In the Journals

In the Journals

With the end of the year onslaught of new journal issues, interesting articles abound this month. Here are several that might be of interest:

In the most recent issue of American Anthropologist, Pamela Geller writes about bodyscapes in bioarcheological contexts in “Bodyscapes, Biology, and Heteronormativity”:

The term bodyscape encourages thinking about representation of bodies at multiple scales—from different bodies as they move through space to the microlandscape of individual bodily differences. A hegemonic bodyscape’s representations tend to idealize and essentialize bodies’ differences to reinforce normative ideas about a society’s socioeconomic organization. But, a dominant bodyscape is never absolute. Bodyscapes that depart from or subvert hegemonic representations may simultaneously exist. In Western society, the biomedical bodyscape predominates in scientific understandings of bodily difference. Its representation of sex differences conveys heteronormative notions about gender and sexuality. Because the biomedical bodyscape frames studies of ancient bodies, investigators need recognize how their considerations of labor divisions, familial organization, and reproduction may situate modern (hetero)sexist representations deep within antiquity. To innovate analyses of socioeconomic relations, queer theory allows scholars to interrogate human nature. Doing so produces alternative bodyscapes that represent the diversity of past peoples’ social and sexual lives.

Sarah Horton and Judith Barker present their work on the disciplinary work of public health campaigns for oral hygiene among undocumented Mexican immigrants in the United States in their American Ethnologist article, “‘Stains’ on Their Self-Discipline: Public Health, Hygiene, and the Disciplining of Undocumented Immigrant Parents in the Nation’s Internal Borderlands”:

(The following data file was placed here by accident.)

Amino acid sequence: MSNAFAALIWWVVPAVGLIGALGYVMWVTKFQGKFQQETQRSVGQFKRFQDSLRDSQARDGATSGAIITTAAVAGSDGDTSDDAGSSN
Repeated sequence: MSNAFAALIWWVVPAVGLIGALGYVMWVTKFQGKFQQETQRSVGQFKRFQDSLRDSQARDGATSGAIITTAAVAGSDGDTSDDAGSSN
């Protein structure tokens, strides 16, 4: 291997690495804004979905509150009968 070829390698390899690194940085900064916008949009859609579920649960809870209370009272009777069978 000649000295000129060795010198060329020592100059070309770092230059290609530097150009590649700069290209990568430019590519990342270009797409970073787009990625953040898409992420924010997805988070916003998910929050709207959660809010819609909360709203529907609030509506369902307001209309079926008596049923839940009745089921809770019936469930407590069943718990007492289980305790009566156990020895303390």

Histories of the role of public health in nation building have revealed the centrality of hygiene to eugenic mechanisms of racial exclusion in the turn-of-the-20th-century United States, yet little scholarship has examined its role in the present day. Through ethnography in a Mexican migrant farmworking community in California‘s Central Valley, we explore the role of oral hygiene campaigns in racializing Mexican immigrant parents and shaping the substance of their citizenship. Public health officials perceive migrant farmworkers’ children’s oral disease as a “stain of backwardness,” amplifying Mexican immigrants’ status as “aliens.” We suggest, however, that the recent concern with Mexican immigrant children’s oral health blends classic eugenic concerns in public health with neoliberal concerns regarding different immigrant groups’ capacity for self-governance.

Anthropology and Medicine has a new batch of articles in their December issue, including a number on immigrant and refugee health and three on treating malaria.

The December issue of Culture, Medicine and Psychiatry includes a new feature—the Communiqué, which, editor Atwood Gaines writes in his opening comments, “is not a full article or an Opinion. Rather, it communicates a statement of a position of the author. It may not be based upon research, as such.” The inaugural example comes from Professor Xu Youxin, who presents a conceptualization of mental disorders in his article, “The Third Category of Mental Disorders”. In addition, the issue contains articles concerned with the particular medicalization of hair in a South Indian devi cult; the links between increase alcohol use and worsening tuberculosis treatment outcomes in Russia; the phenomenon of burnout in Sweden; the everyday experience of ADHD for a family in Los Angeles; the reasons that people delay seeking treatment; and the eating attitudes of schoolgirls in Belize.

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